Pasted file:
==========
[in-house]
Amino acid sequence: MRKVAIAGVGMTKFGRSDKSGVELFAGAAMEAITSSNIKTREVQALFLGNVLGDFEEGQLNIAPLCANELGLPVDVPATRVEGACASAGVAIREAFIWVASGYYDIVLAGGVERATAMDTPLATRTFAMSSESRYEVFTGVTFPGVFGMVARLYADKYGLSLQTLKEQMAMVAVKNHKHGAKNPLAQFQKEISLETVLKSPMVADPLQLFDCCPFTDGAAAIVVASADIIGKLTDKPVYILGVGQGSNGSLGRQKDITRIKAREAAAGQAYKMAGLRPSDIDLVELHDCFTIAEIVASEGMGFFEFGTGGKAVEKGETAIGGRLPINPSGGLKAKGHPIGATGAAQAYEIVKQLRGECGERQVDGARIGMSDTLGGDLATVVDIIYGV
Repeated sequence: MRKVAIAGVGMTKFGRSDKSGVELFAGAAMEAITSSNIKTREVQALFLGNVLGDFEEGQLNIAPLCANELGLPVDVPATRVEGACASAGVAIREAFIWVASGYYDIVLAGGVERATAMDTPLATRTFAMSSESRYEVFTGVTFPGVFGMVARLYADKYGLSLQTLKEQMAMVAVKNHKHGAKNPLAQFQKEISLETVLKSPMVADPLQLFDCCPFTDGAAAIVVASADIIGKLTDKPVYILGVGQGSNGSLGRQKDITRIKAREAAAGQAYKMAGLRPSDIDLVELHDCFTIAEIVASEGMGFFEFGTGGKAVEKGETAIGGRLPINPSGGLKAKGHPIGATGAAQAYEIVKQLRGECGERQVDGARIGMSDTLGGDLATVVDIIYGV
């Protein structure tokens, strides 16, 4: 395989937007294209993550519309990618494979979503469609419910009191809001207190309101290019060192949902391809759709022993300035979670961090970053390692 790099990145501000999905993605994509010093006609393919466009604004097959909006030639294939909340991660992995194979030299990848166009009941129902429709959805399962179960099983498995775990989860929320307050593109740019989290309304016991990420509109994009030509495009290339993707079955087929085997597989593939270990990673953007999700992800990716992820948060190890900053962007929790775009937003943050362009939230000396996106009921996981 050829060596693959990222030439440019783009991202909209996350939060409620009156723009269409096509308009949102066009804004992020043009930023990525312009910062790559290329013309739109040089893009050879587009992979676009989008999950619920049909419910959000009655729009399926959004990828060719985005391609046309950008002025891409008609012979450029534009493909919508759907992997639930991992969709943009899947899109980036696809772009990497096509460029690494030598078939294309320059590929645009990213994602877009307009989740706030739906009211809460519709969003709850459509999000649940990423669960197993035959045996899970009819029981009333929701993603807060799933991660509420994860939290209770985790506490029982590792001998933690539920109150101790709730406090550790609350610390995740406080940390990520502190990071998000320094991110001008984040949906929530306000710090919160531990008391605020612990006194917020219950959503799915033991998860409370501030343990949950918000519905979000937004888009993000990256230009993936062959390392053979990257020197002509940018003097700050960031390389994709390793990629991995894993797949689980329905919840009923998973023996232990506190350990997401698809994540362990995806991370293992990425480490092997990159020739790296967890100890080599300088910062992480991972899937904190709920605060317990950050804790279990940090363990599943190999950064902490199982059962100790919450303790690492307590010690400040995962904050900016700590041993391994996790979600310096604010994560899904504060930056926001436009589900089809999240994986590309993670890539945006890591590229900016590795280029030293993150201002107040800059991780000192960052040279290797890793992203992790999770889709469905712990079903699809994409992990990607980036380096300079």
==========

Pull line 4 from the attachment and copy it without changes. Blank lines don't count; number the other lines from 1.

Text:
């Protein structure tokens, strides 16, 4: 395989937007294209993550519309990618494979979503469609419910009191809001207190309101290019060192949902391809759709022993300035979670961090970053390692 790099990145501000999905993605994509010093006609393919466009604004097959909006030639294939909340991660992995194979030299990848166009009941129902429709959805399962179960099983498995775990989860929320307050593109740019989290309304016991990420509109994009030509495009290339993707079955087929085997597989593939270990990673953007999700992800990716992820948060190890900053962007929790775009937003943050362009939230000396996106009921996981 050829060596693959990222030439440019783009991202909209996350939060409620009156723009269409096509308009949102066009804004992020043009930023990525312009910062790559290329013309739109040089893009050879587009992979676009989008999950619920049909419910959000009655729009399926959004990828060719985005391609046309950008002025891409008609012979450029534009493909919508759907992997639930991992969709943009899947899109980036696809772009990497096509460029690494030598078939294309320059590929645009990213994602877009307009989740706030739906009211809460519709969003709850459509999000649940990423669960197993035959045996899970009819029981009333929701993603807060799933991660509420994860939290209770985790506490029982590792001998933690539920109150101790709730406090550790609350610390995740406080940390990520502190990071998000320094991110001008984040949906929530306000710090919160531990008391605020612990006194917020219950959503799915033991998860409370501030343990949950918000519905979000937004888009993000990256230009993936062959390392053979990257020197002509940018003097700050960031390389994709390793990629991995894993797949689980329905919840009923998973023996232990506190350990997401698809994540362990995806991370293992990425480490092997990159020739790296967890100890080599300088910062992480991972899937904190709920605060317990950050804790279990940090363990599943190999950064902490199982059962100790919450303790690492307590010690400040995962904050900016700590041993391994996790979600310096604010994560899904504060930056926001436009589900089809999240994986590309993670890539945006890591590229900016590795280029030293993150201002107040800059991780000192960052040279290797890793992203992790999770889709469905712990079903699809994409992990990607980036380096300079």